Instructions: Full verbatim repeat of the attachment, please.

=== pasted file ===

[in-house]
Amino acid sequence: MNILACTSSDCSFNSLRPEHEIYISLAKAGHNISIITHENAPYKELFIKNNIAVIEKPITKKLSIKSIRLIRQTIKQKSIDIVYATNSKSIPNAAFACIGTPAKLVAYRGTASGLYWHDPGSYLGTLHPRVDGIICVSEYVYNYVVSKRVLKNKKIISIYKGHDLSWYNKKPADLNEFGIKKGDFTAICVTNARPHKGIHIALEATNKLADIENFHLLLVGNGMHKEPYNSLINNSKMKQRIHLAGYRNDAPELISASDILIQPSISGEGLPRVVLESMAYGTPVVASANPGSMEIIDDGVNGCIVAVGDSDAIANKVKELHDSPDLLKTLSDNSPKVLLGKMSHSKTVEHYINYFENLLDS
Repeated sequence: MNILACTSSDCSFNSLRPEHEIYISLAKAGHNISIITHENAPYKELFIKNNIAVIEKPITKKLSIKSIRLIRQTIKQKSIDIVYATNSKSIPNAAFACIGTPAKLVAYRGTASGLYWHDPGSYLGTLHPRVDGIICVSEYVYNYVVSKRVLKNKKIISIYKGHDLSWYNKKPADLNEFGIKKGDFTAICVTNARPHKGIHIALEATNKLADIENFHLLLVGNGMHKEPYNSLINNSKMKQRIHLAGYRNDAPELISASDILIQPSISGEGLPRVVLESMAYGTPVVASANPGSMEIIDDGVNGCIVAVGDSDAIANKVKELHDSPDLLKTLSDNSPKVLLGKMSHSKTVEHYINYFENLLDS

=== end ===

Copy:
[in-house]
Amino acid sequence: MNILACTSSDCSFNSLRPEHEIYISLAKAGHNISIITHENAPYKELFIKNNIAVIEKPITKKLSIKSIRLIRQTIKQKSIDIVYATNSKSIPNAAFACIGTPAKLVAYRGTASGLYWHDPGSYLGTLHPRVDGIICVSEYVYNYVVSKRVLKNKKIISIYKGHDLSWYNKKPADLNEFGIKKGDFTAICVTNARPHKGIHIALEATNKLADIENFHLLLVGNGMHKEPYNSLINNSKMKQRIHLAGYRNDAPELISASDILIQPSISGEGLPRVVLESMAYGTPVVASANPGSMEIIDDGVNGCIVAVGDSDAIANKVKELHDSPDLLKTLSDNSPKVLLGKMSHSKTVEHYINYFENLLDS
Repeated sequence: MNILACTSSDCSFNSLRPEHEIYISLAKAGHNISIITHENAPYKELFIKNNIAVIEKPITKKLSIKSIRLIRQTIKQKSIDIVYATNSKSIPNAAFACIGTPAKLVAYRGTASGLYWHDPGSYLGTLHPRVDGIICVSEYVYNYVVSKRVLKNKKIISIYKGHDLSWYNKKPADLNEFGIKKGDFTAICVTNARPHKGIHIALEATNKLADIENFHLLLVGNGMHKEPYNSLINNSKMKQRIHLAGYRNDAPELISASDILIQPSISGEGLPRVVLESMAYGTPVVASANPGSMEIIDDGVNGCIVAVGDSDAIANKVKELHDSPDLLKTLSDNSPKVLLGKMSHSKTVEHYINYFENLLDS